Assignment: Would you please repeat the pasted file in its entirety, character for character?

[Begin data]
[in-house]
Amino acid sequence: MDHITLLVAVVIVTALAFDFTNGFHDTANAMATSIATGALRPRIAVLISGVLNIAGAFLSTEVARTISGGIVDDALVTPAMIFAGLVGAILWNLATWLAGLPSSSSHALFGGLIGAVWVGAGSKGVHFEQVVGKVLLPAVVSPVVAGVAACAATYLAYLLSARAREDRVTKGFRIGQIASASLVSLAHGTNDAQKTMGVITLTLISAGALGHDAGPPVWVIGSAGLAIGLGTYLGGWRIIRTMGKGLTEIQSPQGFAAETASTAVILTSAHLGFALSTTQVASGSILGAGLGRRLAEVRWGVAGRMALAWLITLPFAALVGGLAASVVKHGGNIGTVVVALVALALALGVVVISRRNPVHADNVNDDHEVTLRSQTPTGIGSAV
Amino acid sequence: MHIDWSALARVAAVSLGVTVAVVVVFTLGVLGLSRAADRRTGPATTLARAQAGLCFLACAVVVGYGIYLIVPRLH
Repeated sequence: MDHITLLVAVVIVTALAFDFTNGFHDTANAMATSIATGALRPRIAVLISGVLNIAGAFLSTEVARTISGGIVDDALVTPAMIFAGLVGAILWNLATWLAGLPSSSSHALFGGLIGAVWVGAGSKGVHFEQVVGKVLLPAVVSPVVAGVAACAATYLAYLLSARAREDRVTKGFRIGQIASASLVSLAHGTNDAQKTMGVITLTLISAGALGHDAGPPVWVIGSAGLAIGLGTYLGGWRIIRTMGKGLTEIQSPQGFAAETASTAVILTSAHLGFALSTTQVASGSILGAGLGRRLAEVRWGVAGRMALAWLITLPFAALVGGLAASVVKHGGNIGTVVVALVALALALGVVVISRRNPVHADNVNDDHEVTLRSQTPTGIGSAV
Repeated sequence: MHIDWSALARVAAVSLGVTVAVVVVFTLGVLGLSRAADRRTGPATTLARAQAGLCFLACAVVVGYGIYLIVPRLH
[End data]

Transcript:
[in-house]
Amino acid sequence: MDHITLLVAVVIVTALAFDFTNGFHDTANAMATSIATGALRPRIAVLISGVLNIAGAFLSTEVARTISGGIVDDALVTPAMIFAGLVGAILWNLATWLAGLPSSSSHALFGGLIGAVWVGAGSKGVHFEQVVGKVLLPAVVSPVVAGVAACAATYLAYLLSARAREDRVTKGFRIGQIASASLVSLAHGTNDAQKTMGVITLTLISAGALGHDAGPPVWVIGSAGLAIGLGTYLGGWRIIRTMGKGLTEIQSPQGFAAETASTAVILTSAHLGFALSTTQVASGSILGAGLGRRLAEVRWGVAGRMALAWLITLPFAALVGGLAASVVKHGGNIGTVVVALVALALALGVVVISRRNPVHADNVNDDHEVTLRSQTPTGIGSAV
Amino acid sequence: MHIDWSALARVAAVSLGVTVAVVVVFTLGVLGLSRAADRRTGPATTLARAQAGLCFLACAVVVGYGIYLIVPRLH
Repeated sequence: MDHITLLVAVVIVTALAFDFTNGFHDTANAMATSIATGALRPRIAVLISGVLNIAGAFLSTEVARTISGGIVDDALVTPAMIFAGLVGAILWNLATWLAGLPSSSSHALFGGLIGAVWVGAGSKGVHFEQVVGKVLLPAVVSPVVAGVAACAATYLAYLLSARAREDRVTKGFRIGQIASASLVSLAHGTNDAQKTMGVITLTLISAGALGHDAGPPVWVIGSAGLAIGLGTYLGGWRIIRTMGKGLTEIQSPQGFAAETASTAVILTSAHLGFALSTTQVASGSILGAGLGRRLAEVRWGVAGRMALAWLITLPFAALVGGLAASVVKHGGNIGTVVVALVALALALGVVVISRRNPVHADNVNDDHEVTLRSQTPTGIGSAV
Repeated sequence: MHIDWSALARVAAVSLGVTVAVVVVFTLGVLGLSRAADRRTGPATTLARAQAGLCFLACAVVVGYGIYLIVPRLH